Italy 'playing with fire' as coalition picks novice PM
A law professor with zero political experience was nominated as Italy's next prime minister yesterday as the EU warned that the country's nascent populist government was "playing with fire".
After 11 weeks of political paralysis, Luigi Di Maio, head of the anti-establishment Five Star Movement, and Matteo Salvini, leader of the hard-right League, presented their choice for prime minister to Sergio Mattarella, the president.
Giuseppe Conte, who teaches law at universities in Rome and Florence, will likely lead the first Eurosceptic government elected by a founding member of the EU. He was chosen as a neutral, acceptable compromise candidate by the two party leaders, who both ruled themselves out of the top job.
Ironically, Mr Conte appears to be just the kind of establishment, academic "technocrat" that the Five Star Movement has spent years railing against.
He could have a tough challenge acting as go-between - the League and Five Star diverge on some key issues and the personalities of their leaders are very different.
Mr Conte is not an MP, nor a member of either of the parties, but is said to be close to Five Star. Renowned as a sharp dresser with a penchant for waistcoats, cufflinks and pocket handkerchiefs, the 54-year-old is separated from his wife, with whom he has a 10-year-old son.
Mr Mattarella has to approve the nomination before the parties can choose a cabinet. They will then have to put the whole package to a vote of confidence in parliament.
Mr Di Maio is tipped to become minister for labour and welfare, while Mr Salvini could become interior minister, enabling him to put into action his plan to expel half-a-million unauthorised migrants, whom he has called "delinquents" and "layabouts".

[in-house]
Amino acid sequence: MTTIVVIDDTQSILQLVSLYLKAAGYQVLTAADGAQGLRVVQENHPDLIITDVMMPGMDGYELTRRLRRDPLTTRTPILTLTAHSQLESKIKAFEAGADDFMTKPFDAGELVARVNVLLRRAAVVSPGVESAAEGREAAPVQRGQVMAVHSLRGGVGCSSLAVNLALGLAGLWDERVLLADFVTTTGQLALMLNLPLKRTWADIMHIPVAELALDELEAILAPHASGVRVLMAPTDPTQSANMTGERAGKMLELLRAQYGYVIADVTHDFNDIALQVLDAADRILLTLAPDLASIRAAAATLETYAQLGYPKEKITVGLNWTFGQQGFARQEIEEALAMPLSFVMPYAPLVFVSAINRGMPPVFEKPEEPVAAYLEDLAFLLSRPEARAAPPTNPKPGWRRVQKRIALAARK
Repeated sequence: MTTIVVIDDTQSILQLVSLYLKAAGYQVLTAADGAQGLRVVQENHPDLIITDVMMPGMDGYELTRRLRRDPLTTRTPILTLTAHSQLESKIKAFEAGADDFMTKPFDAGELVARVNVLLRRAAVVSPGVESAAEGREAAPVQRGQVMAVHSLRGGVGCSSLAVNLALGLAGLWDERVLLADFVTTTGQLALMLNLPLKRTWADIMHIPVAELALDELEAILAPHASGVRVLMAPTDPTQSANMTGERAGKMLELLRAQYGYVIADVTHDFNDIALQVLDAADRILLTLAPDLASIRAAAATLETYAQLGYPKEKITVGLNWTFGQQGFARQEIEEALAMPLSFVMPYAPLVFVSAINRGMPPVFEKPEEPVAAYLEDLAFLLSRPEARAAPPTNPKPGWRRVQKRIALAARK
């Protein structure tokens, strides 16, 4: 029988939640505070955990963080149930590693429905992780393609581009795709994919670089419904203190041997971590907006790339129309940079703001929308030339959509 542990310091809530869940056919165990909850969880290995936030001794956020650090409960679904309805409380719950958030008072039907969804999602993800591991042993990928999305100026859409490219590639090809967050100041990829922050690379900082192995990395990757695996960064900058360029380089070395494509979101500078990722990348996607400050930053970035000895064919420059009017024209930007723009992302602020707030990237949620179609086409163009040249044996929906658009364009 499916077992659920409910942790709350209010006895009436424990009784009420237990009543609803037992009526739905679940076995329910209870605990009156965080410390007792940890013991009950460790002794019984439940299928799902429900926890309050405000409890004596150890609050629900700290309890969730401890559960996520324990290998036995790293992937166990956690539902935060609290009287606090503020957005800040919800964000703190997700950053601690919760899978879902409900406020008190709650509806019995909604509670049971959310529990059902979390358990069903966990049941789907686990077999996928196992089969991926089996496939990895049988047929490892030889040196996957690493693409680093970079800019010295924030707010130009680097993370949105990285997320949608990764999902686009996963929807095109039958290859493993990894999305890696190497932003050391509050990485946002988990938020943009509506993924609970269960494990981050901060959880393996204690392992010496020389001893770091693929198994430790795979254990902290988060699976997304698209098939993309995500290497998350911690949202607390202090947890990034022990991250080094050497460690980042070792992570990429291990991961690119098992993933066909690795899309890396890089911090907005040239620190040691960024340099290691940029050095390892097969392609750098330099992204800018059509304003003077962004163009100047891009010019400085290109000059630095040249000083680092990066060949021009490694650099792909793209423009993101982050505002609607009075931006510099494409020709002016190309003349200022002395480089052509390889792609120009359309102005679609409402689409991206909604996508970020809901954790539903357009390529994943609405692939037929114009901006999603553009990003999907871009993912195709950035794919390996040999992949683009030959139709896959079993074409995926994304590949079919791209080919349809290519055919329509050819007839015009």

The prospect of a government that is deeply hostile to austerity policies imposed by Brussels and wants spending limits relaxed unnerved the markets.
Italy's borrowing costs surged yesterday and Italian stocks fell as much as 2.1pc in early trade before rebounding a little.
The EU is alarmed by the parties' promise of a giant spending spree which, it has been estimated, could cost the country €100bn a year.
Italy's debt is 130pc of GDP - the highest in the eurozone after Greece - and the parties have not clearly explained how the new measures would be paid for.
The parties have pledged to cut income tax rates to as low as 15pc, introduce a universal minimum income of €780 a month for the poor, and water down a 2011 pension reform.
While the coalition has backed down on some of its more extreme policies, such as ditching the euro or asking for the cancellation of €250bn of Italian government debt by the ECB, "it still appears to leave Italy on a collision course with the EU," said Nicola Nobile, lead economist with Oxford Economics.
If, as many observers expect, the new government fails to last for long, "the EU will be blamed and this is likely to lead to an unprecedented institutional crisis across the region," said Mr Nobile. (© Daily Telegraph, London)